36 Dead, Nearly 100 Wounded in Hilla Mosque Attack
Cheney: ‘Get Used to It’
A guerrilla detonated his bomb amidst a Shiite mosque in Hilla on Wednesday, at the beginning of the fasting month of Ramadan and during a mourning ceremony for a local man killed by guerrillas on Monday. The bomber killed 36 persons and wounded nearly 100.
Hilla has been the site of several major bomb attacks, including one in February that killed 125 persons. That attack was undertaken by a Jordanian terrorist, and it soured relations between Iraqi Shiites and Jordan as a result. Hilla is in the province of Babil, which has a population of about 1.7 million and is mixed, having Sunni Arabs and Shiites (Hilla city, with about 300,000 inhabitants, is largely Shiite).
There was also an oil-related bombing in oil-rich Kirkuk. And a Najaf family was bombed late Tuesday.
British officials charged Iran with supplying shaped charges to Shiite guerrillas in southern Iraq for use against British troops. A radical Sadrist splinter group around Shaik Ahmad Fartusi in Basra has been accused by the British of being behind some of the attacks. It should be noted that earlier on, some British officials and officers have said that the situation is too murky to be sure that Iran is behind the attacks. Personally, I think that if Iran were going to give any Iraqi group weapons, it would be the Supreme Council for Islamic Revolution in Iraq. The Iranians distrust the Sadr Movement, which is Iraqi nativist and often anti-Iranian, and would distrust a splinter group from it all the more.
A UN official and some Iraqi observers have said that the American role in fashioning the new Iraqi constitution was excessive and possibly illegal under the Hague Rules of 1907 governing military occupations.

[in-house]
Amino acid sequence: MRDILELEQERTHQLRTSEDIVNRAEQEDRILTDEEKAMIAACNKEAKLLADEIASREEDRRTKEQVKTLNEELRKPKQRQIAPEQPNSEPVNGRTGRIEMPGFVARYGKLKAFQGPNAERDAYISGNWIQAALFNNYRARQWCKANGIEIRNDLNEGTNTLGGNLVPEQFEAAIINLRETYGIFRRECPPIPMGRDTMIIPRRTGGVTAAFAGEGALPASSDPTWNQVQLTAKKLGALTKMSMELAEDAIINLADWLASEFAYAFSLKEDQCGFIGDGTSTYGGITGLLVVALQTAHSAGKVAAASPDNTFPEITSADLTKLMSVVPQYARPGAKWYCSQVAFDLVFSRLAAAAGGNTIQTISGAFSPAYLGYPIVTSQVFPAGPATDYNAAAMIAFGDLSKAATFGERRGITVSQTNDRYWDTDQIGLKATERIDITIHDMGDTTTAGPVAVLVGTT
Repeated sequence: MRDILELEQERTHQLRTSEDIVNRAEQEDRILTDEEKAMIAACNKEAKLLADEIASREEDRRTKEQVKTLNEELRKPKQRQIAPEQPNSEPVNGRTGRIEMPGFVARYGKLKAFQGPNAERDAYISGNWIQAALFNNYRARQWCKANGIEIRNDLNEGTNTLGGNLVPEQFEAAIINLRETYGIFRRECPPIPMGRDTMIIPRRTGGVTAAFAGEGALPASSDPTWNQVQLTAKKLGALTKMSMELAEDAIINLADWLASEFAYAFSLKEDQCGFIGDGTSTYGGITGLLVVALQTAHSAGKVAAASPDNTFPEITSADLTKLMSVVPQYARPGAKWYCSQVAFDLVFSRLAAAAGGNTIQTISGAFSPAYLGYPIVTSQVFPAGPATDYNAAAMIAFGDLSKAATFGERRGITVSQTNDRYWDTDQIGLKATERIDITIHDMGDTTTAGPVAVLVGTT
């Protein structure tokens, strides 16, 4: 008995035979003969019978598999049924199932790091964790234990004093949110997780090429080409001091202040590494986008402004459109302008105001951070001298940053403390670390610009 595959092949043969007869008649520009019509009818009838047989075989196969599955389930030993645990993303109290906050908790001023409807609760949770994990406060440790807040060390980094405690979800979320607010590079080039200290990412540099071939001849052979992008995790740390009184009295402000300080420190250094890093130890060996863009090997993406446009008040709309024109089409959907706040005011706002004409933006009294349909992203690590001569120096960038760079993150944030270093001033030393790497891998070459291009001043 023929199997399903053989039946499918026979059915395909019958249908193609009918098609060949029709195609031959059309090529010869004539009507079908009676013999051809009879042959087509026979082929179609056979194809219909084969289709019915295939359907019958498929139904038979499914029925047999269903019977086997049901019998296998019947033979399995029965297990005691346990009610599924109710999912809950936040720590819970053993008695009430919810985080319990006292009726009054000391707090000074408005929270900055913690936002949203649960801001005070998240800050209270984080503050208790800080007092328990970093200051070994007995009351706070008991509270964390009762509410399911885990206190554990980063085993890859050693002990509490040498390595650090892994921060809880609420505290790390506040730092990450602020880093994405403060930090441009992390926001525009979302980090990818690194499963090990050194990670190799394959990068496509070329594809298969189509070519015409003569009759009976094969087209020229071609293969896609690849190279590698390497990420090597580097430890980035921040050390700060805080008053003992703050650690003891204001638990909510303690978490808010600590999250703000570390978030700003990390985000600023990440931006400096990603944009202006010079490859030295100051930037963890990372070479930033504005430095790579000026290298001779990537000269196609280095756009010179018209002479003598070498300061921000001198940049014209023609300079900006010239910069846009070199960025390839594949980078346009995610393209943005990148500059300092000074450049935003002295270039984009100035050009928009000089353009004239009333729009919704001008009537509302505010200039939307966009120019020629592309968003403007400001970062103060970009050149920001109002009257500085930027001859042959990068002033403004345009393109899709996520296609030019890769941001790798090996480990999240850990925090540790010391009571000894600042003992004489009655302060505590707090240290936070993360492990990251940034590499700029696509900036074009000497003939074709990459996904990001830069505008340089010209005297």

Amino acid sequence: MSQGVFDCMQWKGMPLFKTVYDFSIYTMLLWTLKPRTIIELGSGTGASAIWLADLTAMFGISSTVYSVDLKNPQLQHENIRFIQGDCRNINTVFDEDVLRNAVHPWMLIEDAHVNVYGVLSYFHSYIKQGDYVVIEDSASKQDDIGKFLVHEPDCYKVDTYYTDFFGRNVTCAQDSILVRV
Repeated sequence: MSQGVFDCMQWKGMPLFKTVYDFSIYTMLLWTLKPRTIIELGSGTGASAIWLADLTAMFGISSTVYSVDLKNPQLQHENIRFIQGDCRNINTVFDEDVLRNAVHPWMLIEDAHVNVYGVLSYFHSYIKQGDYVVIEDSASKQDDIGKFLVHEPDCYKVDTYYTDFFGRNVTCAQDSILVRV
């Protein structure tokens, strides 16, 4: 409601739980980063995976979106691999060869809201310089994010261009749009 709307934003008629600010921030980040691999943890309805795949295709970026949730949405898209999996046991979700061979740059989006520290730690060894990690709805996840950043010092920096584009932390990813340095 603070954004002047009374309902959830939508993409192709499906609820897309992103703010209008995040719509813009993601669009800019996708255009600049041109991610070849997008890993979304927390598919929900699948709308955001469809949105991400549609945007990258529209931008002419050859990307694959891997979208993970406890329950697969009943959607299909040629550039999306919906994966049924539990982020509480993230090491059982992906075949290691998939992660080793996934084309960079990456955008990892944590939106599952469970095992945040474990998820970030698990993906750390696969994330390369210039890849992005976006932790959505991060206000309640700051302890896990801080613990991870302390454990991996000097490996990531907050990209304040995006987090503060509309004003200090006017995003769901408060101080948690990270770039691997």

US Vice President Richard Bruce Cheney suggested Wednesday that the American public might like to fight in Iraq for “decades.” I suspect that the percentage of Americans who would answer such a question in the affirmative in a scientific opinion poll would hover around 2%. Senator Russ Feingold, in contrast, wants US troops out of Iraq by the end of 2006.
Las t summer the United Arab Emirates tried to buy M113 armored personnel carriers for Iraqi police from Switzerland. The Swiss accepted the deal initially but wanted guarantees that the equipment would be used by the police for peaceful purposes and would not be transferred to the army for attacks against the guerrillas. These questions had been holding up actual delivery by the Swiss. The UAE lost patience this week and cancelled the order. Iraq can’t catch a break.
The Dutch Foreign Minister, Bernard Bot, questioned Wednesday whether the invasion of Iraq in 2003 had been sensible. The Netherlands did not help invade, but did send troops to help stabilize Muthanna Province in the aftermath, which were withdrawn earlier this year. Bot wonders whether, given what we now know about Iraq’s lack of weapons of mass destruction, diplomacy might not have achieved more.